Covid-19 vaccine pass: changes have been made to speed up requests


With the country switching to the new traffic light system at the end of the week, behind-the-scenes changes have been made to help get vaccines through.

Photo: Ministry of Health

As of Friday, passes will be mandatory for certain events, businesses and gatherings.

Two-thirds of fully vaccinated New Zealanders now have their passes.

Help lines and inboxes were first overwhelmed with demand from people struggling with online applications.

There were 70,000 calls to the 0800 helpline last Thursday alone.

The Ministry of Health assigned additional technical assistance staff to manage three call centers and extended the centers’ opening hours to 8 p.m.

Nearly 400 pharmacies are also now able to process passes, in order to reduce the pressure on telephone and online means.

Aucklander Ian Rushton would have liked this service to be available initially.

After a few hiccups he got his pass online, but for many of his retirement-age peers the website is in too hard the basket.

“I know people in my age range who don’t even want to know the internet and be online, it’s just too foreign for them,” he said.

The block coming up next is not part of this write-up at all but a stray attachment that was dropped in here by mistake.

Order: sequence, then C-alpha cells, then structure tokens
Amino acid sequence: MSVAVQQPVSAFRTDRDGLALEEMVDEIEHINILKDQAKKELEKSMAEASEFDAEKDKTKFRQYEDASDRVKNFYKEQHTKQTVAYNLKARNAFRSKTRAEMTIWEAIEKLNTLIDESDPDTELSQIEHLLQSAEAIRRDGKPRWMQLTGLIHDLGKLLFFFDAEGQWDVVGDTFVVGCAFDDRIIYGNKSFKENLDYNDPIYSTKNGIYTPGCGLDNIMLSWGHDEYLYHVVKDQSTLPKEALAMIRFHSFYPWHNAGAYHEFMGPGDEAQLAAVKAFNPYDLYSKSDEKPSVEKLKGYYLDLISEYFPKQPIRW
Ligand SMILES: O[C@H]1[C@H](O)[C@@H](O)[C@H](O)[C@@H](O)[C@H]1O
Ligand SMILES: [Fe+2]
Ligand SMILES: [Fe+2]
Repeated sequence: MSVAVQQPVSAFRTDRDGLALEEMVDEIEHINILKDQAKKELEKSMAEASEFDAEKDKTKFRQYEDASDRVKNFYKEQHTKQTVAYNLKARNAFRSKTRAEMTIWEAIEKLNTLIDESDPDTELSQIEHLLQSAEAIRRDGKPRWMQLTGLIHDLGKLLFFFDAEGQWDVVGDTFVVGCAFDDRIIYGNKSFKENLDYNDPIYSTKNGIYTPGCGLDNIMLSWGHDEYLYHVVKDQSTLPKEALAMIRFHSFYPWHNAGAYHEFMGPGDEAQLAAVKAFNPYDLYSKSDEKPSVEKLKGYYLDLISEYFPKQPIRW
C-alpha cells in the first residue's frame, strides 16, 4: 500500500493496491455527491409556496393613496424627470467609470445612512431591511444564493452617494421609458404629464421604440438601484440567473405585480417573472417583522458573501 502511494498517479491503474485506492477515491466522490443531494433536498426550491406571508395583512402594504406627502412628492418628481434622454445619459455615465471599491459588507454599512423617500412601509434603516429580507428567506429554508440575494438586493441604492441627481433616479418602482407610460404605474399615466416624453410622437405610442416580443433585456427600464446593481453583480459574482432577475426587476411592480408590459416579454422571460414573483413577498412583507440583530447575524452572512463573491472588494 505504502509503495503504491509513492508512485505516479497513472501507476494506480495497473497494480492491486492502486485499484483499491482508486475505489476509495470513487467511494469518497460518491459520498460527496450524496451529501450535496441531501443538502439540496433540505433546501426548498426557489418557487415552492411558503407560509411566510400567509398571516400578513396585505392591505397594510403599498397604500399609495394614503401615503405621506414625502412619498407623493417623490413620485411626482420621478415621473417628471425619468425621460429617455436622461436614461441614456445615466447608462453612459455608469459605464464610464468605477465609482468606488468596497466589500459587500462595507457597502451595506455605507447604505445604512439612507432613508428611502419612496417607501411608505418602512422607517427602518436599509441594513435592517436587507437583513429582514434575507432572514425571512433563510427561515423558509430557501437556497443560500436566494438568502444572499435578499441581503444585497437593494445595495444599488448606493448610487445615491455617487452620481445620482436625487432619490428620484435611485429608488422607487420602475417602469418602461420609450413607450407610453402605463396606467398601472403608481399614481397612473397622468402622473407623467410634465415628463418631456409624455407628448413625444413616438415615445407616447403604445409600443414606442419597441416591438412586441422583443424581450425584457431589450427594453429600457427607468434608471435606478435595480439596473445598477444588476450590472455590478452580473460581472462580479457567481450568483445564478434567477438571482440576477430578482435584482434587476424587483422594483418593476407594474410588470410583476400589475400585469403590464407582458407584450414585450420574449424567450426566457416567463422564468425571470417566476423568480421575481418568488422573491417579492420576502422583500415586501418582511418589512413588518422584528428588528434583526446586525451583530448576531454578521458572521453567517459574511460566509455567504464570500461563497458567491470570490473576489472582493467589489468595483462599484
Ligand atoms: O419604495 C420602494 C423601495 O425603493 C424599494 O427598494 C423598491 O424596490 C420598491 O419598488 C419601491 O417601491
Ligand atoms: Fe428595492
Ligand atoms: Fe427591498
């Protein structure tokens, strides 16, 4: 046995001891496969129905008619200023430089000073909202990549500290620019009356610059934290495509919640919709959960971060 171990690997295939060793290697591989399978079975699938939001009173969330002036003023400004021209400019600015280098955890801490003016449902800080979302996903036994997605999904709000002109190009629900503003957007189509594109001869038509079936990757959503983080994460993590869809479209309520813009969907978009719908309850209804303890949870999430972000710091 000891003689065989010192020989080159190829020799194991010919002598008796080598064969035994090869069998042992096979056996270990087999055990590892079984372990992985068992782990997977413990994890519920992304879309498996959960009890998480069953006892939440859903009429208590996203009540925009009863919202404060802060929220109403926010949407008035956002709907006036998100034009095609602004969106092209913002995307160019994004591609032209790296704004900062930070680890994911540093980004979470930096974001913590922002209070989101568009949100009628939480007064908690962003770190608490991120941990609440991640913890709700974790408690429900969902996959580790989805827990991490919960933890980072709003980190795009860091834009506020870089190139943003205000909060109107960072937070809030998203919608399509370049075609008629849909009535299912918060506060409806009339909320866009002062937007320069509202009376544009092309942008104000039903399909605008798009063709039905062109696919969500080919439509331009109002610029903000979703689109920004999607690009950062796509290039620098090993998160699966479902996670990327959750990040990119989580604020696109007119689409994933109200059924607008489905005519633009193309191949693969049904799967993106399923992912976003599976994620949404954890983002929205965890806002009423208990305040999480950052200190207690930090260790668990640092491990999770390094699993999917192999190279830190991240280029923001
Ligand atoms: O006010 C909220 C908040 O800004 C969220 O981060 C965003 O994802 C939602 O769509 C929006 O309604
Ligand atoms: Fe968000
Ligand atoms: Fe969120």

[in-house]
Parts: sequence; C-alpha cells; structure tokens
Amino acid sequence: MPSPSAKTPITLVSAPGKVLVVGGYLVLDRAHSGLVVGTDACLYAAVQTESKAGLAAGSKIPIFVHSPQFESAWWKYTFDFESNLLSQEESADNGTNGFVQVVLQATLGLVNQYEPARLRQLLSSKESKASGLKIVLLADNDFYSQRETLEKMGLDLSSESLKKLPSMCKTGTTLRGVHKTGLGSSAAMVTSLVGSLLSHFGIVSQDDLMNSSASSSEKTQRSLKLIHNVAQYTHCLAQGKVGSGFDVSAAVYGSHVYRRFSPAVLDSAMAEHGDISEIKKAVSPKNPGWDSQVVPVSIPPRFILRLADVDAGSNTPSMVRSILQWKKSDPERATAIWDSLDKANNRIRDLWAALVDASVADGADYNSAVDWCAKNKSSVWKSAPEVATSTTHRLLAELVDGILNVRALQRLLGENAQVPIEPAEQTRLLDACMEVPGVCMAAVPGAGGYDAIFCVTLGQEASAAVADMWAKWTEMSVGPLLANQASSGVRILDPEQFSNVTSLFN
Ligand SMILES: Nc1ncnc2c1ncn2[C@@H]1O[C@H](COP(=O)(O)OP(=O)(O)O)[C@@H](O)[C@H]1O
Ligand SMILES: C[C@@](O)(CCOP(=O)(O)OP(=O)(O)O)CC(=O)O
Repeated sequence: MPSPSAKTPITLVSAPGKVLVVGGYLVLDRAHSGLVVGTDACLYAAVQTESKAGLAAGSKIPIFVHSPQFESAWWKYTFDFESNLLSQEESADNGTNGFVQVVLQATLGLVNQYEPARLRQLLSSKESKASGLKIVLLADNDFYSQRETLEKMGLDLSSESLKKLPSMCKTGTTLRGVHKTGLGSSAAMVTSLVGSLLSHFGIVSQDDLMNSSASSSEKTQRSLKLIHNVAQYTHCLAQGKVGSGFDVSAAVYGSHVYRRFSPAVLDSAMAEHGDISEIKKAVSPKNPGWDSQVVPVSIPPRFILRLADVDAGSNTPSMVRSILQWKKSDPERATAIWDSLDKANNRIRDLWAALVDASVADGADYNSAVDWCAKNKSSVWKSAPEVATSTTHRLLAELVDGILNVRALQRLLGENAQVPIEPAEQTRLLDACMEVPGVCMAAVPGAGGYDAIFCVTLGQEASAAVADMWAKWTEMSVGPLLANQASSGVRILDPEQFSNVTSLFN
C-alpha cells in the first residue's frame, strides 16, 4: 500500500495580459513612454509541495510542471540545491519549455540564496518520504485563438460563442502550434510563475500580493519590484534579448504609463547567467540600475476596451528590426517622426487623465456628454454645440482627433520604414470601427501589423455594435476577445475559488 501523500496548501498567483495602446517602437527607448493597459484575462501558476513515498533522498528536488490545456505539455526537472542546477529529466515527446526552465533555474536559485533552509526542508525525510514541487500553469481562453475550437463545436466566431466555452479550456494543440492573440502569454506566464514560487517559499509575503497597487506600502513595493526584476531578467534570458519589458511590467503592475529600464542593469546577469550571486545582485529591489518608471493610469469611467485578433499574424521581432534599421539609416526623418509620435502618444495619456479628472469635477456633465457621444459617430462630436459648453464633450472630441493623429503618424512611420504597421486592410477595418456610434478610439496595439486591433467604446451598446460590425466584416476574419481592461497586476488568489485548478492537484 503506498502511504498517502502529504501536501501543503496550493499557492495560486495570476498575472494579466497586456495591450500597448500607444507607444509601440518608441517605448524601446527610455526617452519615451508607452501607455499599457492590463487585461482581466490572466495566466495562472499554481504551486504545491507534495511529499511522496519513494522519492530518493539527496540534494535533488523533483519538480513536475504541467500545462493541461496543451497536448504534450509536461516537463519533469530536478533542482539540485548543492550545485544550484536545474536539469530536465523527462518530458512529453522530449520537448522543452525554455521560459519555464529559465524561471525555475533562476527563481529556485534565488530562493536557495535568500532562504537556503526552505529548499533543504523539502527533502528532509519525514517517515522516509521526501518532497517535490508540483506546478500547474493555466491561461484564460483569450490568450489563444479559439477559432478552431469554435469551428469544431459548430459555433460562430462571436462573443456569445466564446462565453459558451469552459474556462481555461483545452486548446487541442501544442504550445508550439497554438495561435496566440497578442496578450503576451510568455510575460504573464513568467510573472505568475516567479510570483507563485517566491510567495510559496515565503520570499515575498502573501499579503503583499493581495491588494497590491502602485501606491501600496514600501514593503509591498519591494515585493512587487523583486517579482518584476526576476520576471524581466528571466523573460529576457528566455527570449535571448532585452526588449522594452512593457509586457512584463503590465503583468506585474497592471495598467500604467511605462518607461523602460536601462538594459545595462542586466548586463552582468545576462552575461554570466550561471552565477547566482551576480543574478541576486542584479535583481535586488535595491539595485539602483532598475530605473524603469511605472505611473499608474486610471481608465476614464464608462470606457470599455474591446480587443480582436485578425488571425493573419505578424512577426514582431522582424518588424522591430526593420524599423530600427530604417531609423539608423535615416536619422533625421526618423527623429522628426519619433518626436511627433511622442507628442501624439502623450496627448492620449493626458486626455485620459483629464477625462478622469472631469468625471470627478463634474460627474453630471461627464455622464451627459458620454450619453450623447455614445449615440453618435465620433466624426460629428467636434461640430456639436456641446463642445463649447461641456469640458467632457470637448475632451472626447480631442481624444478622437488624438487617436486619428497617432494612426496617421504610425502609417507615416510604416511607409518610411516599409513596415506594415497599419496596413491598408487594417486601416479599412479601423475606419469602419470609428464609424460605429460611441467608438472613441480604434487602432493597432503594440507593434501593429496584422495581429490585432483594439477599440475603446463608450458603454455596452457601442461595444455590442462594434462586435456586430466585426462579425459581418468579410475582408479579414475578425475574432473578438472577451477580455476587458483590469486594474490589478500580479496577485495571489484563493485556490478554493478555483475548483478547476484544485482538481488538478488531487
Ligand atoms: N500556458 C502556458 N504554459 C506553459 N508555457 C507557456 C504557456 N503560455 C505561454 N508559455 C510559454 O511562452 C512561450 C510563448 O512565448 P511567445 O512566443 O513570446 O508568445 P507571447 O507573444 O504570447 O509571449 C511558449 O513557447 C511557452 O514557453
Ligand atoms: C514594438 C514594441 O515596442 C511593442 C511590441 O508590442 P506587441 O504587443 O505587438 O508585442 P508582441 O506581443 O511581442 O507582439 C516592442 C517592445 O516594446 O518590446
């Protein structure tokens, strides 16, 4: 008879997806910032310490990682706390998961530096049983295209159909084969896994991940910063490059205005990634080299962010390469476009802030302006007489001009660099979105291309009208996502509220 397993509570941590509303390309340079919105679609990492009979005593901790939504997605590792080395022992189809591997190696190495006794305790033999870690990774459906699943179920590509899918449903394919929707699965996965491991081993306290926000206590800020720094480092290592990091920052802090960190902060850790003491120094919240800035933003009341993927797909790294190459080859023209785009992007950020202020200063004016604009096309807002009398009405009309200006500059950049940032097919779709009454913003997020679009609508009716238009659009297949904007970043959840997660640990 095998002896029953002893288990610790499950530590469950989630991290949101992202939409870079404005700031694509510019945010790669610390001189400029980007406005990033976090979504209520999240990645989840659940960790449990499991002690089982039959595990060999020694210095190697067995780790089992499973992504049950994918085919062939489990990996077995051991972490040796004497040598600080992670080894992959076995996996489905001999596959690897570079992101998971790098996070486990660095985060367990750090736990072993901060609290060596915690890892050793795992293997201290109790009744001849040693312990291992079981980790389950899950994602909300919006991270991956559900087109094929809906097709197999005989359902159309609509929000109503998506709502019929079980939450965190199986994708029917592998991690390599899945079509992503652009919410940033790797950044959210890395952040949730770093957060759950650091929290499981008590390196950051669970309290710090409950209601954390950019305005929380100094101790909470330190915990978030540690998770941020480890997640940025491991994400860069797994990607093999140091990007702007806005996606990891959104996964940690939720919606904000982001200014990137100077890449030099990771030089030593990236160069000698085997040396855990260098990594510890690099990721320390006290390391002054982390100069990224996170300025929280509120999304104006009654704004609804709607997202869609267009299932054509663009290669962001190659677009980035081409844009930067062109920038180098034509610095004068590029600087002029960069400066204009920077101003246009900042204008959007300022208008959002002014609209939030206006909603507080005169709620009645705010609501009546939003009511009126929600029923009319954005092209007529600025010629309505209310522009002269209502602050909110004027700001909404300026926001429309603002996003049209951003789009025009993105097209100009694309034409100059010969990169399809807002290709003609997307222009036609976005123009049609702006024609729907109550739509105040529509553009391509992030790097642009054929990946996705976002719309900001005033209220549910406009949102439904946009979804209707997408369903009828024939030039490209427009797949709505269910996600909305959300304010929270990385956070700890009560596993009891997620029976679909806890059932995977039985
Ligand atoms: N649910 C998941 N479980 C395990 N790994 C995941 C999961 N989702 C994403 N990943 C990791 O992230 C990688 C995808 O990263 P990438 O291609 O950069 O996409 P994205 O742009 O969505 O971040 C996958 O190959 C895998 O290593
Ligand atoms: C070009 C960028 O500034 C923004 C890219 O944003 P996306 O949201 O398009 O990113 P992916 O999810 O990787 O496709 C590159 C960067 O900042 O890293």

“And then I know others who can sort of do their basics like their online banking and email, but something new like this – a little out of their depth.”

Monique Harvey was one of those who tried the lines on multiple occasions. When she tried to download her pass, one of her doses failed to show up.

“Thursday I got the 0800 number, I can do it now, but the person over there is not able to do it. They are forwarding a request to someone to have the vaccination status changed. “

She found the wait “really frustrating”.

“I got an email from the event center where I go to the pool and use the pool, and from December 3, I have to show a vaccine pass to go and I don’t have one. not for the moment.”

University of Auckland researcher Dr Andrew Chen said a huge amount of work has gone into the Covid pass technology, and in many ways it has exceeded expectations.

“It’s government IT, which makes it even more likely to fail. History is littered with examples of government IT projects that simply failed to hold up or had a lot of problems. and errors.

He said the fact that it was deployed to serve nearly four million people in two or three months was “quite astonishing by government IT standards.”

Although the system was overwhelmed at first, Chen said it was good for people to eagerly adapt to Aotearoa’s latest Covid-19 reality.


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